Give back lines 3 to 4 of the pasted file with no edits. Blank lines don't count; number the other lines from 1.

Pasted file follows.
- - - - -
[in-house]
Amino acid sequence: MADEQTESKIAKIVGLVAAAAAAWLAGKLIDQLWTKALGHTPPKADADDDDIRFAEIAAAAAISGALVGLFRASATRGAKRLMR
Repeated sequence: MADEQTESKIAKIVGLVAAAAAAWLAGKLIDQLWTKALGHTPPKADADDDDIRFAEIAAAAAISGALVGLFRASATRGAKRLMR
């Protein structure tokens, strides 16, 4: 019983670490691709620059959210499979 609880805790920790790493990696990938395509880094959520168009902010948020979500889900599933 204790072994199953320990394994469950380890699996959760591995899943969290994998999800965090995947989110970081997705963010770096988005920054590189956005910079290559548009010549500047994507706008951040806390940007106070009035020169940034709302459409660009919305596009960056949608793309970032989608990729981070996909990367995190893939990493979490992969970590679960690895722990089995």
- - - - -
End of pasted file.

Repeated sequence: MADEQTESKIAKIVGLVAAAAAAWLAGKLIDQLWTKALGHTPPKADADDDDIRFAEIAAAAAISGALVGLFRASATRGAKRLMR
């Protein structure tokens, strides 16, 4: 019983670490691709620059959210499979 609880805790920790790493990696990938395509880094959520168009902010948020979500889900599933 204790072994199953320990394994469950380890699996959760591995899943969290994998999800965090995947989110970081997705963010770096988005920054590189956005910079290559548009010549500047994507706008951040806390940007106070009035020169940034709302459409660009919305596009960056949608793309970032989608990729981070996909990367995190893939990493979490992969970590679960690895722990089995």